Jessica Cejnar Andrews / Friday, March 11, 2022 @ 12:52 p.m. / COVID-19

Del Norte COVID Update: Cases Decreased by 27 Percent During First Week of March, Public Health Officer Says

Del Norte showed roughly a 27 percent decrease in new COVID-19 cases between Feb. 28 and March 6 compared to the previous week, the county public health officer told supervisors on Tuesday.

Dr. Aaron Stutz also had more information about the three individuals who died from the coronavirus last week: One person who died Feb. 23 was a 79-year-old unvaccinated male; the second individual, who died on Feb. 26, was 71 and had received his first two vaccine doses but hadn’t received a booster and the third was a 59-year-old unvaccinated individual and died on March 1, Stutz said.

In response to a question from Smith River resident Branden Bieber, Stutz acknowledged that the definition of being fully vaccinated against COVID is misleading.

“It demonstrates the importance of getting a booster, of getting your yearly influenza vaccine; things like that,” Stutz said. “Viruses change, immunity wanes and if you want to maintain protection you have to get booster shots.”

As of Thursday, 29 new COVID-19 cases were reported to the Del Norte Public Health Branch, including one case among the county’s incarcerated population. There are currently 77 active cases in the community and six people in the hospital, according to the Public Health Branch.

There have 46 deaths in Del Norte County from COVID since the pandemic began in March 2020.

On Tuesday, 37 new cases were reported to the Public Health Branch, including two incarcerated cases. There were a total of 49 active cases in Del Norte County on Tuesday, according to the county’s information hub.

The Public Health Branch began reporting COVID-19 statistics twice a week as of March 3, stating it was transitioning from a “pandemic response” to an endemic response.

Also on March 3, Stutz announced that statewide indoor mask mandates for unvaccinated individuals are no longer in effect.
Starting March 14, mask requirements in public schools will be lifted, though they will still be strongly recommended.

On Tuesday, Stutz said he expects to see a change in definition in the coming months and years of what it means to be fully vaccinated. He said the terminology will likely be “closer to currently vaccinated if you had vaccines in the last 3-6 months.”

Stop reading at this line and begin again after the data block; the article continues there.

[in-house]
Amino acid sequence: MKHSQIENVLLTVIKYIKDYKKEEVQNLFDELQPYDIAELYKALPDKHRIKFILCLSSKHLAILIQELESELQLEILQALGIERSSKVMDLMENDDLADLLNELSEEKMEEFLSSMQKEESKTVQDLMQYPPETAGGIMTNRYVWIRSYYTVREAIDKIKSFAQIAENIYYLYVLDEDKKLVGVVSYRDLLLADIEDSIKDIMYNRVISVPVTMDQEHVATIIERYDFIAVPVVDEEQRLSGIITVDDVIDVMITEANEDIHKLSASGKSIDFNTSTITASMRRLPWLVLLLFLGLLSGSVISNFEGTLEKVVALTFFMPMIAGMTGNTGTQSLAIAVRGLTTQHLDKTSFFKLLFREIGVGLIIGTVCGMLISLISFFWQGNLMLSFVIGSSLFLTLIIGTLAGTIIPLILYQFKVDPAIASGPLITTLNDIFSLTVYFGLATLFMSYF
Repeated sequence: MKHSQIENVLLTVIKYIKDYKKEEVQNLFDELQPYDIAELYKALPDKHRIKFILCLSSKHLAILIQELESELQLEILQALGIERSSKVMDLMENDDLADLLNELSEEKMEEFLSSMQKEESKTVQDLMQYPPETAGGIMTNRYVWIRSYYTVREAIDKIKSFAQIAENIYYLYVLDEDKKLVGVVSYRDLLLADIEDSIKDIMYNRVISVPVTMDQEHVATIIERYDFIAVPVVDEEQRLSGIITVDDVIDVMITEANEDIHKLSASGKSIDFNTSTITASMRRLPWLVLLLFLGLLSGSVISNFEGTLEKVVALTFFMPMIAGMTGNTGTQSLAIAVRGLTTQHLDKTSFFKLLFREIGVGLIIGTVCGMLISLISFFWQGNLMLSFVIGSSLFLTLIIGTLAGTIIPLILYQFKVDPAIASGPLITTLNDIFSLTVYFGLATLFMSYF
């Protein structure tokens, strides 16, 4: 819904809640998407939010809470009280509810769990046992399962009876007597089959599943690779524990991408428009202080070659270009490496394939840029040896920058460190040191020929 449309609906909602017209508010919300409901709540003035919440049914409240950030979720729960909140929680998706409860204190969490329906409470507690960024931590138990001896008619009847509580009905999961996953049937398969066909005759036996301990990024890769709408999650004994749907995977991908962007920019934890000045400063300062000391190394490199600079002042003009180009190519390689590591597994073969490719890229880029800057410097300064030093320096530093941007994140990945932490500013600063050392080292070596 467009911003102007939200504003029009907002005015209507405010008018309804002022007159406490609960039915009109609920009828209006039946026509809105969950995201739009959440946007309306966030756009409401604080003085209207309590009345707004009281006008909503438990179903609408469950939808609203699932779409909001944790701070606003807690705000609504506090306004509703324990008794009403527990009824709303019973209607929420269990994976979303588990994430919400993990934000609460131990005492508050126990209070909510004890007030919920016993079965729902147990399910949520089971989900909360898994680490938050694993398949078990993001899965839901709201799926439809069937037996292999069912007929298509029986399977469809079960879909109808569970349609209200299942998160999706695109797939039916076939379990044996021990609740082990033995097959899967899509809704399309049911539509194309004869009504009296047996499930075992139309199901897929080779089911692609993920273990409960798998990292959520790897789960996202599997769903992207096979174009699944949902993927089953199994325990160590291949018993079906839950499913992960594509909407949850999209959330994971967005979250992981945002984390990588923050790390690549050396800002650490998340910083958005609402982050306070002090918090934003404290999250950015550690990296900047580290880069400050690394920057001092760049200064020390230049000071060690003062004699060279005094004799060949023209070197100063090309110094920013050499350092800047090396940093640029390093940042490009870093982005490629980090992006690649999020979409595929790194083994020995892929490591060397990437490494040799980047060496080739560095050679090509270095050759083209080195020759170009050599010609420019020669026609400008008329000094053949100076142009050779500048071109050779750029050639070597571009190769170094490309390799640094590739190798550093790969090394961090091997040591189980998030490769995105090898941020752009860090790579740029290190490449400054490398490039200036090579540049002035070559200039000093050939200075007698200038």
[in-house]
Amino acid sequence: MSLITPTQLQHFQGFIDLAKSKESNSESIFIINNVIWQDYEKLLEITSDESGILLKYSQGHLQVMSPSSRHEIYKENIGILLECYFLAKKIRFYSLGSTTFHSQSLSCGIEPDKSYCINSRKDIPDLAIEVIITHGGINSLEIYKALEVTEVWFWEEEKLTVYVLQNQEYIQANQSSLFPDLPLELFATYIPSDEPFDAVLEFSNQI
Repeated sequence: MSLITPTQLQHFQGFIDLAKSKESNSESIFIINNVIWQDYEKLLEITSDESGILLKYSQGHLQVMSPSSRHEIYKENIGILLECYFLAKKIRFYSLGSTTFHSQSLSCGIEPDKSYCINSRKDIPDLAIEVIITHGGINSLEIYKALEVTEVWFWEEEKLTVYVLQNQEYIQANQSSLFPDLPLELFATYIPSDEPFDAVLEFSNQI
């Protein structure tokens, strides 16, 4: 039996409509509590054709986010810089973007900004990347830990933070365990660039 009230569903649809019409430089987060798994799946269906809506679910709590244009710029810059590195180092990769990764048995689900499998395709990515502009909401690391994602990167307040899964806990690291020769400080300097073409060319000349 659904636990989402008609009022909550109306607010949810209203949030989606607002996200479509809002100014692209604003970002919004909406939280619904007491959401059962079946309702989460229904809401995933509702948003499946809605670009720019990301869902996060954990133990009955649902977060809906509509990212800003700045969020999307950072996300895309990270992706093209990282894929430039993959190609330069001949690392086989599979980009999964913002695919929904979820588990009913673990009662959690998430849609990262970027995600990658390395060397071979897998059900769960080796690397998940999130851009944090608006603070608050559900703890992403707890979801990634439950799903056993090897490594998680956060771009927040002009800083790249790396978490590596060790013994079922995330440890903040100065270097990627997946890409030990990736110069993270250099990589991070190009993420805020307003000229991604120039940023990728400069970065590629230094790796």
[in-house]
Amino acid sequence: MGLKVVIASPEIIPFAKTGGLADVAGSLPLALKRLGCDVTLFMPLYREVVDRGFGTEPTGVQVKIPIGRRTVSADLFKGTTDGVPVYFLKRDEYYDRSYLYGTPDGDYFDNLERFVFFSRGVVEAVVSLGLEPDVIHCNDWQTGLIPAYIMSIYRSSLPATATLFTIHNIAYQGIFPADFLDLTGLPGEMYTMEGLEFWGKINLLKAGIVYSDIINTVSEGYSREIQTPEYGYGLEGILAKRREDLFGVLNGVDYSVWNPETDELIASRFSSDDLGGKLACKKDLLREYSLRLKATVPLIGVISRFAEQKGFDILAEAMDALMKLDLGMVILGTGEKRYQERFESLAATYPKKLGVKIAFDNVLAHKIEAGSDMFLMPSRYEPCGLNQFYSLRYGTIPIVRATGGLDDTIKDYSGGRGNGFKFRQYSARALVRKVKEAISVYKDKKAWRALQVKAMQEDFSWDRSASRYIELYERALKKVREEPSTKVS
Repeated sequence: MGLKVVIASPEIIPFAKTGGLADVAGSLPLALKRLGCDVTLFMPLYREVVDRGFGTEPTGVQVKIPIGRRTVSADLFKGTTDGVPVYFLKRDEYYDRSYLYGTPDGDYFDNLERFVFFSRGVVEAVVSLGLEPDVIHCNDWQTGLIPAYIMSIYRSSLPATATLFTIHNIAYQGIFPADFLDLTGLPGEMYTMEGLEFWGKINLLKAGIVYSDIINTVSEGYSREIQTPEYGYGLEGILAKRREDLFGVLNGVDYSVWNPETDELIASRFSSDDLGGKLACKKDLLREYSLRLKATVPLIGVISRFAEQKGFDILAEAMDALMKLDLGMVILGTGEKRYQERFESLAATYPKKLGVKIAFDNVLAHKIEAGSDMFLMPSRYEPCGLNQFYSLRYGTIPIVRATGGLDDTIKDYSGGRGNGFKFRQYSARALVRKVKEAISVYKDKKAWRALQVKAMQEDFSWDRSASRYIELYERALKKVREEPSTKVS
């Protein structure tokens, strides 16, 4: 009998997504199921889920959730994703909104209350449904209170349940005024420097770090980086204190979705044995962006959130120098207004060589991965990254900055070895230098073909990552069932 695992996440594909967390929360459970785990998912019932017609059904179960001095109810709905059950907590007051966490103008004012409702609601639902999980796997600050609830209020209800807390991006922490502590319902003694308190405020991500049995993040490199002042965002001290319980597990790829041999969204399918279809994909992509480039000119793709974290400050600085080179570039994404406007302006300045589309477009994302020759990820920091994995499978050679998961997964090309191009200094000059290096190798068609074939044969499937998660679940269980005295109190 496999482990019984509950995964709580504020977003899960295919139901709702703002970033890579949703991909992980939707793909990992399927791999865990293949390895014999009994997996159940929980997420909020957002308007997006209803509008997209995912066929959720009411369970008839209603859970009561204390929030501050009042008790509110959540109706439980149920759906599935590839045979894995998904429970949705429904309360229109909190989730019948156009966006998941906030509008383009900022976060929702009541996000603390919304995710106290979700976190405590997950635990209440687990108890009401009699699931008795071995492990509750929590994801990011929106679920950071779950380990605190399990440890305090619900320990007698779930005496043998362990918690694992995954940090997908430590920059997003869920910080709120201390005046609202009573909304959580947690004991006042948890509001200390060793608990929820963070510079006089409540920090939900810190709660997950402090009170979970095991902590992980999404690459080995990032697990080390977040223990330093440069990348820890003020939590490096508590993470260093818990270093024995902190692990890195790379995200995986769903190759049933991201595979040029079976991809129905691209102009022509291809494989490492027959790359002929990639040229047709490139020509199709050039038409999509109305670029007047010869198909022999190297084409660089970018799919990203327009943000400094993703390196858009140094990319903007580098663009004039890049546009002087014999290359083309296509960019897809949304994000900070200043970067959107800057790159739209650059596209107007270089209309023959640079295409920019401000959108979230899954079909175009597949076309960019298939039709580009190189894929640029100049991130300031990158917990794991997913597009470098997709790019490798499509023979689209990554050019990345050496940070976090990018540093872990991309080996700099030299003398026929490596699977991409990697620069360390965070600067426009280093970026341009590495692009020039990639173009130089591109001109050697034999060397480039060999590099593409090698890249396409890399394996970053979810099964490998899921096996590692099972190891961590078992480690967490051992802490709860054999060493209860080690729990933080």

Stutz also showed a slide from the U.S. Centers for Disease Control and Prevention showing the percentage of “all caused deaths” in the United States since 2014, and spoke to claims that COVID fatalities were being “over-counted.”

In the graph, which had lines representing overdoses, heart attacks, car accidents and influenza-like illnesses, Stutz noted that the small spikes between 2014 and 2019 represented the annual flu season.

This graph from the US Centers for Disease Control compares deaths from influenza-like illnesses to other causes of mortality between 2014 and 2022, according to Dr. Aaron Stutz. Stutz compared the spike from winter 2020-21 to 2017-18.

In winter 2020-21 respiratory illnesses accounted for nearly 50 percent of all caused deaths in the U.S., according to the information Stutz obtained from the CDC, while the influenza spike in 2017-18 — the worst flu death year in a decade, according to Stutz — accounted for less than 20 percent of all caused deaths.

“There are accusations that we over counted COVID and we weren’t looking for influenza,” he said. “I can tell you in my practice, and all over the United States, everybody was still looking for pneumonia; we were still looking for influenza. I would say we weren’t undercounting those diseases. That graph for me speaks volumes about how many people died of this respiratory illness.”

About 55.5 percent of Del Norte’s population has received the COVID-19 vaccine, while about 14 percent of Del Norte kids ages 5-11 are vaccinated, according to Stutz.


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